Go to contents

What’s After the Tough Talk?

Posted May. 02, 2005 23:48,   


There are many who are worried about the White House’s “Kim Jong Il Bashing” over the past few days.

On a CNN and NBC TV show on Sunday, White House Chief of Staff Andrew Card said that North Korean Leader Kim Jong Il is “not a very constructive leader and we do not trust him to keep his promises.”

He also said, “Kim Jong Il is not a good leader for the North Koreans and a threat to world peace,” and “a cruel person.”

President George W Bush, during a White House press conference on April 28, called Kim Jong Il a “tyrant” and a “dangerous person,” and showed a blatant dislike for him.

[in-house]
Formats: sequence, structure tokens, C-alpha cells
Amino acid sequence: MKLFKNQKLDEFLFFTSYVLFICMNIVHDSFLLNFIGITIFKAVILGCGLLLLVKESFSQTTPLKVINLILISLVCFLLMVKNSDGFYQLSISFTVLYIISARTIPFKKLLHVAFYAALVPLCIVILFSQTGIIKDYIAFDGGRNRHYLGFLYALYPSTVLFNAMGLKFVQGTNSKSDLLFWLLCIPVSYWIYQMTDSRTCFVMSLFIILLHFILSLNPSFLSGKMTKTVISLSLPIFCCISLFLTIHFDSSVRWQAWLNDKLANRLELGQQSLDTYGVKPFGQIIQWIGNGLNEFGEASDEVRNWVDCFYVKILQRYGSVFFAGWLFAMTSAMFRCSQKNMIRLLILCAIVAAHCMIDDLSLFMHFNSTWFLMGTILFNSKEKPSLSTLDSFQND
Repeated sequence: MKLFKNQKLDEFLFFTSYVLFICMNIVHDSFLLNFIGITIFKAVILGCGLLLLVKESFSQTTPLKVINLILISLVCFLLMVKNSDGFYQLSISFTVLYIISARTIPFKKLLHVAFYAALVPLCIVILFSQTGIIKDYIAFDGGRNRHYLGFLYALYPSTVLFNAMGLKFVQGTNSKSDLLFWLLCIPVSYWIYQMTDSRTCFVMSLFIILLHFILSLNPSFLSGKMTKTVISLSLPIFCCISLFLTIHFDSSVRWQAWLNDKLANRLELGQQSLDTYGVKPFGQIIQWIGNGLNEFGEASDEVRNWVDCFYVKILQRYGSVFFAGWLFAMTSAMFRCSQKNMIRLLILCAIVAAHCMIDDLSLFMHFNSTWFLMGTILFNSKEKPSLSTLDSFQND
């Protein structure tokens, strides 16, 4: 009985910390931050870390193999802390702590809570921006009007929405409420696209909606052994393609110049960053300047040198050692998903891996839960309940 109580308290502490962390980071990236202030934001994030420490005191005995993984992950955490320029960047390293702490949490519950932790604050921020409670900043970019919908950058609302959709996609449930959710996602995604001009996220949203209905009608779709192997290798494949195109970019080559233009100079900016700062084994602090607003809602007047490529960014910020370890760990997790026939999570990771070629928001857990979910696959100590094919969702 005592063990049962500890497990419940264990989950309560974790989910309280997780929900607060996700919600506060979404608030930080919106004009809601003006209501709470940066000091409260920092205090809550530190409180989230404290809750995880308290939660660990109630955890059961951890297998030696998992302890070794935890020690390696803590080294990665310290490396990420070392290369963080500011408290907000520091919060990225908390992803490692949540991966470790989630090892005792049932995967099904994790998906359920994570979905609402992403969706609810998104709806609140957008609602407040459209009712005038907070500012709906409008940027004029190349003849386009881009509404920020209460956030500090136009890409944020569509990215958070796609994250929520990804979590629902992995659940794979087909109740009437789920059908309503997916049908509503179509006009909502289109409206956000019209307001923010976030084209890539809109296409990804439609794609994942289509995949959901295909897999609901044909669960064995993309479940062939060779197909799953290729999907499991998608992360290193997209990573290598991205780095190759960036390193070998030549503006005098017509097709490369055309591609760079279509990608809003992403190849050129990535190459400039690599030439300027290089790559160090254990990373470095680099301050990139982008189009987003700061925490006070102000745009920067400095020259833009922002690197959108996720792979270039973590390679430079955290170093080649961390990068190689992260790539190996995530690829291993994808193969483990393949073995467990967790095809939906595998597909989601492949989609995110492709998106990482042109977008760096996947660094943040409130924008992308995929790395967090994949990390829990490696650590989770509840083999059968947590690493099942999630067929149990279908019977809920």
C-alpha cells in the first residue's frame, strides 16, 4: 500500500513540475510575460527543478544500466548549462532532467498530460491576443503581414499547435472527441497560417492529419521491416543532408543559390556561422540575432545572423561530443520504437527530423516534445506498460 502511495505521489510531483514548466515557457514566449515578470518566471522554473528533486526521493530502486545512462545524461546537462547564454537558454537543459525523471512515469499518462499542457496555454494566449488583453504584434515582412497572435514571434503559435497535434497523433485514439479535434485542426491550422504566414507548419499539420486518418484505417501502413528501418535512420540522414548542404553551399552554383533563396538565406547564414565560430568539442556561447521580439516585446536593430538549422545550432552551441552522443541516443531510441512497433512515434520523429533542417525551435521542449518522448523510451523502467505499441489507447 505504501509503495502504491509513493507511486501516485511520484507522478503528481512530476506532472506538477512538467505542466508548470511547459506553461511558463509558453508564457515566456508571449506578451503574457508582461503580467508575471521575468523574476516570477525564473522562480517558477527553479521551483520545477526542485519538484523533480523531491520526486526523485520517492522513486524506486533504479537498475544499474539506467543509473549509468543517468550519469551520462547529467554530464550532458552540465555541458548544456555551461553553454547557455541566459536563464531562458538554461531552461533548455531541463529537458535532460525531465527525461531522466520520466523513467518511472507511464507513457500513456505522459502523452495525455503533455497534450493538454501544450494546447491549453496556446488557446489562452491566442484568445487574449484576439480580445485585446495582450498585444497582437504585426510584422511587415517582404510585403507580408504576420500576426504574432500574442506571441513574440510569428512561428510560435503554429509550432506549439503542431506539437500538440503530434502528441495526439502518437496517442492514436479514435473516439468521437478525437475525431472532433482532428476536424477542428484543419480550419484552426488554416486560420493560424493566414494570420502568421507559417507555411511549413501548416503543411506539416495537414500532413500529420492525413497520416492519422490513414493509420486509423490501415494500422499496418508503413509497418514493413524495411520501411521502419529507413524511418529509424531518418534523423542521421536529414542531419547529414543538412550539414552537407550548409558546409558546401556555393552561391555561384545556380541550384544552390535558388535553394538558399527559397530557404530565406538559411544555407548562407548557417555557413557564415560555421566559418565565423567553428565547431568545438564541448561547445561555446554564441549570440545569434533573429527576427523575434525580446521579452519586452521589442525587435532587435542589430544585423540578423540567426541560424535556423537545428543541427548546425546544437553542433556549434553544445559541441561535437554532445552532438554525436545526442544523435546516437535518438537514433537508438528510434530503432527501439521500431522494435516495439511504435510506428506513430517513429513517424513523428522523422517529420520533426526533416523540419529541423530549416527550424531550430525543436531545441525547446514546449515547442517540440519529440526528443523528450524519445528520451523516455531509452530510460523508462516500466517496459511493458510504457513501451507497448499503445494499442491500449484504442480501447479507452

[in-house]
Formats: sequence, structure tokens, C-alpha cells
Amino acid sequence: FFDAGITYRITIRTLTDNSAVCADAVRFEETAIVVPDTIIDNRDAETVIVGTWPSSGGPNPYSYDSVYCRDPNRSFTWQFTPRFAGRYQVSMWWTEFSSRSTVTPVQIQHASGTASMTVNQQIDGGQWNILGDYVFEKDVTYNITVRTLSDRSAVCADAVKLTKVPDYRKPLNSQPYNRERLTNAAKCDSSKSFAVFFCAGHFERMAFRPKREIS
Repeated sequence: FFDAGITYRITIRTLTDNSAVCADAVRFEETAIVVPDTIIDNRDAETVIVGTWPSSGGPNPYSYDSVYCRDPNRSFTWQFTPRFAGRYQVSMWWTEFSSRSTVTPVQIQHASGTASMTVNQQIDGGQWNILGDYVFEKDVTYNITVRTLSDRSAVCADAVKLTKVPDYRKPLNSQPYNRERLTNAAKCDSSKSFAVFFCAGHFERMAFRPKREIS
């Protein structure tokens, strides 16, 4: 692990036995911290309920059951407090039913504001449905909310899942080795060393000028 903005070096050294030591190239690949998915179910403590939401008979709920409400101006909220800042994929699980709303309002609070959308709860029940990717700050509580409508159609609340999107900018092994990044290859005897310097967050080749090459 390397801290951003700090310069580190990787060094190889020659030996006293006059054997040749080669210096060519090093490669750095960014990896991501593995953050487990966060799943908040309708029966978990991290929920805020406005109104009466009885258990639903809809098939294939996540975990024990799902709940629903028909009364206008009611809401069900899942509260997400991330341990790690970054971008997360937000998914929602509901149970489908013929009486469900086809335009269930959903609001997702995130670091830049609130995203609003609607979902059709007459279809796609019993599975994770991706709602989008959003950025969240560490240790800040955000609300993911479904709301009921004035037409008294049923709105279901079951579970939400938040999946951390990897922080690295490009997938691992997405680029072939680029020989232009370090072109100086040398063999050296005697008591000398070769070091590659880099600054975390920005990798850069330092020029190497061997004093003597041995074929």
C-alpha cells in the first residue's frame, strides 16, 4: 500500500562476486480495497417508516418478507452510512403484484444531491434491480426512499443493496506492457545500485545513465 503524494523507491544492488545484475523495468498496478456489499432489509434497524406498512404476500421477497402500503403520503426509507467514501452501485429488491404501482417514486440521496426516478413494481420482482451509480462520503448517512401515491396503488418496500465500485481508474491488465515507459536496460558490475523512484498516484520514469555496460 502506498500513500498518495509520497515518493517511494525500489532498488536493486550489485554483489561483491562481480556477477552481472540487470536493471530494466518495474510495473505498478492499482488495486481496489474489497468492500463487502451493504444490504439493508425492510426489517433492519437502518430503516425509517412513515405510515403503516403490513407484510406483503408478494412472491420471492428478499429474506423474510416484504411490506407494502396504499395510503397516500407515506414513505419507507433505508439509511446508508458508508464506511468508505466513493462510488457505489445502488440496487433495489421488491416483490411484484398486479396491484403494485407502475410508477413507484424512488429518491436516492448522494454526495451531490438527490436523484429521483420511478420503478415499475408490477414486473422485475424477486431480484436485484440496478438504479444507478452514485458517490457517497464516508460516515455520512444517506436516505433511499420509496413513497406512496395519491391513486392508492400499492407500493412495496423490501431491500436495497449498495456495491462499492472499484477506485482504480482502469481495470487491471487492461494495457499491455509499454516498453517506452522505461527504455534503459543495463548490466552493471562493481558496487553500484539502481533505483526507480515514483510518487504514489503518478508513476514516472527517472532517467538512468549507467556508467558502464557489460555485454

On hearing President George Bush’s remark, a North Korean spokesman from the country’s Foreign Office responded on April 30, calling President Bush “morally immature” and “a hooligan.”

The LA Times reported that “these harsh words may have much more serious implications at such sensitive times,” and that “North Korea has closed the door to solving this problem diplomatically with Washington.”

Washington’s stance has clearly changed from a month ago, when U.S. Secretary of State Condoleezza Rice visited Korea, China and Japan on her Asia tour. Rice called North Korea a “sovereign nation” during the trip. Though the comment was not a direct one regarding Kim Jong Il, it was taken as a sign that the White House would wait patiently for North Korea to return to the six-party talks.

However, Washington’s attitude seems to have changed just after a month. Some think the United States has already given up on the six-party talks and has moved on to the next step.

One Washington source said that “it does not seem like the United States is acting with a specific goal and plan. However, it would be very bad for the current situation to continue until June.”

Soon-Taek Kwon maypole@donga.com